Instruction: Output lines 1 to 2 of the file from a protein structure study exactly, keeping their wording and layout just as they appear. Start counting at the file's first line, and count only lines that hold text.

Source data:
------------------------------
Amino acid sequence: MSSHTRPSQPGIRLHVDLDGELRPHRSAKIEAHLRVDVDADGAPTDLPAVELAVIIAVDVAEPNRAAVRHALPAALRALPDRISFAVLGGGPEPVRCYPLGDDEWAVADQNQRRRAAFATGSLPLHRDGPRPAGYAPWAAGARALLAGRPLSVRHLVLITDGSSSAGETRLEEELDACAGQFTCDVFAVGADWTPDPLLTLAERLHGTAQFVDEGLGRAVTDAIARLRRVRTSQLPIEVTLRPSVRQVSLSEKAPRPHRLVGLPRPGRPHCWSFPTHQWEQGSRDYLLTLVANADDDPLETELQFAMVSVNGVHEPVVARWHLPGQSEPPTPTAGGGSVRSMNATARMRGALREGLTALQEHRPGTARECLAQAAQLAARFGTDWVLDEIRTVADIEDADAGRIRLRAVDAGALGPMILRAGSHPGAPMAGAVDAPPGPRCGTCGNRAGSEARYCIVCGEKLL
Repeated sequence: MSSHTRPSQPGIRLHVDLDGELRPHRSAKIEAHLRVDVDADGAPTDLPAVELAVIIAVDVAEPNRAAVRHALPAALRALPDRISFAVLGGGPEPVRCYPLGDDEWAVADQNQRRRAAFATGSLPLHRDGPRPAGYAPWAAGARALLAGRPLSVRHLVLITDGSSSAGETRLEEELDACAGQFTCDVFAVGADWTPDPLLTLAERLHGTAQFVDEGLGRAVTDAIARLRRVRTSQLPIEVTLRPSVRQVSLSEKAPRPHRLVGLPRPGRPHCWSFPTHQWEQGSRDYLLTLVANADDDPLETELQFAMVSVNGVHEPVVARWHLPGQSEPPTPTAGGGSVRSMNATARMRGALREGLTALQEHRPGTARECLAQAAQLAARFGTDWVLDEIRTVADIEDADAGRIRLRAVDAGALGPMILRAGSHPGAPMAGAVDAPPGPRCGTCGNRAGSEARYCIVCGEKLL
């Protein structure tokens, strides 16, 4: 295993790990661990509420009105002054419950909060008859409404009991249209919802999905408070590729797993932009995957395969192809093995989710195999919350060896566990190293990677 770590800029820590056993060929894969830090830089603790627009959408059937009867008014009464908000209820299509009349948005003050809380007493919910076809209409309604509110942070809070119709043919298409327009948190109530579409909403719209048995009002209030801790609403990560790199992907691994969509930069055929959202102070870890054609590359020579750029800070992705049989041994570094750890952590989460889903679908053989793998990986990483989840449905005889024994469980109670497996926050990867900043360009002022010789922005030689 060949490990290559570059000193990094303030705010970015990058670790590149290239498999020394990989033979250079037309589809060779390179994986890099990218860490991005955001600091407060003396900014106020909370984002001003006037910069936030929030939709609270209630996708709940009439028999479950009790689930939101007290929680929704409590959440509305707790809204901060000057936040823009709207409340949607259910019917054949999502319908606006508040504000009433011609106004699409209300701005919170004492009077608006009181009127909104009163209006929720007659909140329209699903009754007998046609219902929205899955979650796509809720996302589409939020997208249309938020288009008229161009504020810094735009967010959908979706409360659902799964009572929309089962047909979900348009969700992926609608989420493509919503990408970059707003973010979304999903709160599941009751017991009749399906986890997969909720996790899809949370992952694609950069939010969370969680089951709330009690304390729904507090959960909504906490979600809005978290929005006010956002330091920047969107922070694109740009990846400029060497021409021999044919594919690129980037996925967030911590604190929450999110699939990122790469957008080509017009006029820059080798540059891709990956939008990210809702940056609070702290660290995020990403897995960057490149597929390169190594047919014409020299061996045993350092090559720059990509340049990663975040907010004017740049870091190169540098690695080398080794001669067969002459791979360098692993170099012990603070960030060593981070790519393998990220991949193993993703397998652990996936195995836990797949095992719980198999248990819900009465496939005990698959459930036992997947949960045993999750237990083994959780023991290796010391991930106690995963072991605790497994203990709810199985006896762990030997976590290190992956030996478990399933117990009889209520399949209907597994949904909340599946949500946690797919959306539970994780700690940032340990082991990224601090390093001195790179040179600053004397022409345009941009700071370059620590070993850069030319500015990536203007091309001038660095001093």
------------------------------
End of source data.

Amino acid sequence: MSSHTRPSQPGIRLHVDLDGELRPHRSAKIEAHLRVDVDADGAPTDLPAVELAVIIAVDVAEPNRAAVRHALPAALRALPDRISFAVLGGGPEPVRCYPLGDDEWAVADQNQRRRAAFATGSLPLHRDGPRPAGYAPWAAGARALLAGRPLSVRHLVLITDGSSSAGETRLEEELDACAGQFTCDVFAVGADWTPDPLLTLAERLHGTAQFVDEGLGRAVTDAIARLRRVRTSQLPIEVTLRPSVRQVSLSEKAPRPHRLVGLPRPGRPHCWSFPTHQWEQGSRDYLLTLVANADDDPLETELQFAMVSVNGVHEPVVARWHLPGQSEPPTPTAGGGSVRSMNATARMRGALREGLTALQEHRPGTARECLAQAAQLAARFGTDWVLDEIRTVADIEDADAGRIRLRAVDAGALGPMILRAGSHPGAPMAGAVDAPPGPRCGTCGNRAGSEARYCIVCGEKLL
Repeated sequence: MSSHTRPSQPGIRLHVDLDGELRPHRSAKIEAHLRVDVDADGAPTDLPAVELAVIIAVDVAEPNRAAVRHALPAALRALPDRISFAVLGGGPEPVRCYPLGDDEWAVADQNQRRRAAFATGSLPLHRDGPRPAGYAPWAAGARALLAGRPLSVRHLVLITDGSSSAGETRLEEELDACAGQFTCDVFAVGADWTPDPLLTLAERLHGTAQFVDEGLGRAVTDAIARLRRVRTSQLPIEVTLRPSVRQVSLSEKAPRPHRLVGLPRPGRPHCWSFPTHQWEQGSRDYLLTLVANADDDPLETELQFAMVSVNGVHEPVVARWHLPGQSEPPTPTAGGGSVRSMNATARMRGALREGLTALQEHRPGTARECLAQAAQLAARFGTDWVLDEIRTVADIEDADAGRIRLRAVDAGALGPMILRAGSHPGAPMAGAVDAPPGPRCGTCGNRAGSEARYCIVCGEKLL